Buying in Brazil
Brazil is a new market for the United Kingdom but it is attracting buyers fast as Brits begin to spread their passion for buying property ever wider round the globe. According to a UK-based currency transfer firm Brazil was the ninth in the list of the most popular property buying locations for UK residents in 2006.
Economically SettledBrazil has been highlighted as the country with the resources to become the focus of economic growth in South America. Unlike many of her neighbours, Brazil has managed to lower inflation and has an attractive exchange rate. But Brazil is still, in many respects, a developing nation with poverty and corruption still very much in evidence.
The rich and vibrant culture and dramatic coastal and inland scenery makes Brazil attractive though, and the weather means that seaside holiday homes can be filled for 30 weeks on average.
Abundance of RichesWith such a massive country it’s impossible to generalise about the property available, but most UK-based buyers so far have concentrated on the north-eastern tip of the country, where reputable companies are building holiday complexes on the beautiful Atlantic seaboard. All around the coast to the north and south of Natal, the principal town in the area, apartment complexes are being built with prices as low as £30,000, and £16,000 for plots in a gated complex.
Flights of FancyThe downside is that although this area is much closer to Europe, the flight time is still 11 hours and there are no direct flights from the UK, a transfer in Lisbon or somewhere in Brazil is required. This is likely to change though, if Brits carry on investing in the area at the rate they have done in the last couple of years. Many takers have been retirees, as it’s possible to have a very good life for only £1,000 per month.
Similar areas abound all down the coastline to Rio de Janeiro and beyond, and in many of the larger towns and cities such as Rio; there are opportunities to buy units in established high-rise tourist apartment blocks with good rental returns. With some of these areas averaging 300 sunshine days every year, the internal tourism market is very strong and is now being added to by major global tourism players from the USA and Europe.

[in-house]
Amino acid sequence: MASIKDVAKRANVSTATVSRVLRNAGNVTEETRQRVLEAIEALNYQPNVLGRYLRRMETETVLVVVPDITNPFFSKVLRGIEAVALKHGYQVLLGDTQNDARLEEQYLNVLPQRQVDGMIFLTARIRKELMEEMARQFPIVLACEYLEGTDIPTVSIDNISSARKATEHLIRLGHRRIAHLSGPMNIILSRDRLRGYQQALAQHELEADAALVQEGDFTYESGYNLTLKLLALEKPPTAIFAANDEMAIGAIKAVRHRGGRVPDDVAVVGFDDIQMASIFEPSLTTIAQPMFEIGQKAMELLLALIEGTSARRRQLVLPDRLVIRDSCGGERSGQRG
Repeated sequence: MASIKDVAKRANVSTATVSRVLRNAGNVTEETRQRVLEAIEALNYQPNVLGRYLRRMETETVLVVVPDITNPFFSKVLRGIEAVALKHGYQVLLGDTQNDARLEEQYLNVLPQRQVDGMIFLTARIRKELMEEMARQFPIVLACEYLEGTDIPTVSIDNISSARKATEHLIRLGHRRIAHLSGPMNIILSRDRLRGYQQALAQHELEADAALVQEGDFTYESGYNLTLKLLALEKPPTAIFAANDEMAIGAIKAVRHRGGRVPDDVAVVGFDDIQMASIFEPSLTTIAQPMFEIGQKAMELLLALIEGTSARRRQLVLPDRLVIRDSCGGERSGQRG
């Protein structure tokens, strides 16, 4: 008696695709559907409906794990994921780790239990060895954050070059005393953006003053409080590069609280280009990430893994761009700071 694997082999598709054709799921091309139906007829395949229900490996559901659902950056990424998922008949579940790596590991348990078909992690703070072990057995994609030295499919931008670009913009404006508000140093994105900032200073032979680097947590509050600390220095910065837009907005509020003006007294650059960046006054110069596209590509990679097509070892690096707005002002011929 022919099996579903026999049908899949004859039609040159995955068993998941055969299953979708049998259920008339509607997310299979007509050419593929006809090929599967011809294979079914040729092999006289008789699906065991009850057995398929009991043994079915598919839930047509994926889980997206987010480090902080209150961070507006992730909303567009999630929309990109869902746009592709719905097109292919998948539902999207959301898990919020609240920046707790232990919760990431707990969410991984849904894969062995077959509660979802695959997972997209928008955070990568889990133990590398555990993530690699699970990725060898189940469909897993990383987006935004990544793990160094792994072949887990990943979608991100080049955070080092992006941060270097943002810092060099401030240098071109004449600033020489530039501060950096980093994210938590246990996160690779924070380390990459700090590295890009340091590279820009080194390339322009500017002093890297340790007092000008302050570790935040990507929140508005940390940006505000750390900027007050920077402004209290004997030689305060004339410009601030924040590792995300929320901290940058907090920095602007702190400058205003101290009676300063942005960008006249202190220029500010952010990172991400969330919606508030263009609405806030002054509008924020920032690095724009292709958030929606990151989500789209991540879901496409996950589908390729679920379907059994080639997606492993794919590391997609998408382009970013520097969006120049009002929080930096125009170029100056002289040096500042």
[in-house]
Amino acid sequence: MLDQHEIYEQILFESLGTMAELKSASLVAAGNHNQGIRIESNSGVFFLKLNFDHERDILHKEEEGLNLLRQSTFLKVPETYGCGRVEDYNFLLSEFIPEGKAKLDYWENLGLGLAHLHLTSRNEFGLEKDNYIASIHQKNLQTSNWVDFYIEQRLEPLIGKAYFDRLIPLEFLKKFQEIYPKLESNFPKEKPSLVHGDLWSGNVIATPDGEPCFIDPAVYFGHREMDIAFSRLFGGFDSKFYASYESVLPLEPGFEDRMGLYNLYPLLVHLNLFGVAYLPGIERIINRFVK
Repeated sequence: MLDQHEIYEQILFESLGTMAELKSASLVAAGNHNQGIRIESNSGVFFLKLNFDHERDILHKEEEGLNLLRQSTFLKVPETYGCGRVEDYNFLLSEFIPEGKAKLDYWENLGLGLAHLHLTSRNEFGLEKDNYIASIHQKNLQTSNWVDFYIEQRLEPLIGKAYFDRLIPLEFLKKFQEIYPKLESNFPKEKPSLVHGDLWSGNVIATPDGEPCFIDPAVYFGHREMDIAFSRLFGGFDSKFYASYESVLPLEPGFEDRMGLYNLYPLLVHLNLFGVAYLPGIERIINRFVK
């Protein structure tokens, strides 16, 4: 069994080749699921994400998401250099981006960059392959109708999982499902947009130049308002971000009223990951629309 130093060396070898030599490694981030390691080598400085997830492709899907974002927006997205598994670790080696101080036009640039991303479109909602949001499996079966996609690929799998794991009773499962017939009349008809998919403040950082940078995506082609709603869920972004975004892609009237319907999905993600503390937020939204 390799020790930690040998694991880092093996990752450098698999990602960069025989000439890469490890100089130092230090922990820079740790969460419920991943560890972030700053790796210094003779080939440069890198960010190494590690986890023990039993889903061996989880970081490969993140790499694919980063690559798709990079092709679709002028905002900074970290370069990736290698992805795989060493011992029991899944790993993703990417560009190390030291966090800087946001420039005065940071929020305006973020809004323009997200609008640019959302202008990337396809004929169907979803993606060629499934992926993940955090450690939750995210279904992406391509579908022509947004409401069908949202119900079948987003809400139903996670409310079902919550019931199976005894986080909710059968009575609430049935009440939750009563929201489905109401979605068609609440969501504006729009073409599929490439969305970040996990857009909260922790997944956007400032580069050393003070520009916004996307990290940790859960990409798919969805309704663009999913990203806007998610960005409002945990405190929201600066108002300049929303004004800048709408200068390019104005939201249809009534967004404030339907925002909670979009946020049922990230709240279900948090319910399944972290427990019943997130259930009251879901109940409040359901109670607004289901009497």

City ApartmentsThere is activity in the city apartment buy-to-let market aimed at long-term tenants, but many cities in Brazil are volatile and careful research is required to make sure you are investing in a safe area. For the adventurous, take a look at Brasilia, the new capital city of Brazil that was started in the jungle only thirty-odd years ago. Written off as an extravagant folly by many for a long time it now has 2.3 millions people living in it and is maturing well.
Formalities for ForeignersIn order to purchase property in Brazil you need to obtain an ID called a CPF, for which you will need a Portuguese translation of your birth certificate, certified at the Brazilian Consulate in the UK. Then take this and your passport to the Banco do Brazil with your original birth certificate and your passport. The following day you can collect your CPF number from the Receita Federal and the card itself will arrive in the post around two months later.
Doing the DealPaying the asking price for a property is not necessary, in Brazil it is assumed that you will haggle for anything and houses are no exception, unless you are buying off-plan in a major development. As foreigners are not allowed to raise mortgages in Brazil, you will need in cash or borrow from home. For the buying process you will need a lawyer, and probably a bilingual one unless your Portuguese is strong enough to decipher legal documents.
Property PassportThey will apply for the Matricula -- a sort of passport for the property in question that contains the history of the property, it’s ownership and any major works done to it. This enables you to check, most importantly, that the person selling you the property actually own it outright. The lawyer should also take the Imposto Predial e Territorial Urbano (IPTU) number from the Matricula and check that the property does not have any loans secured on it, or other debts such as unpaid management fees or local taxes. The notary public will register the sale once they are satisfied that the paperwork is all correct.
The most important thing is that if there is any doubt at all about the authenticity of any documentation, or you do not get satisfactory answers to any queries that you raise, then walk away – there’ll be another property just as good around the corner.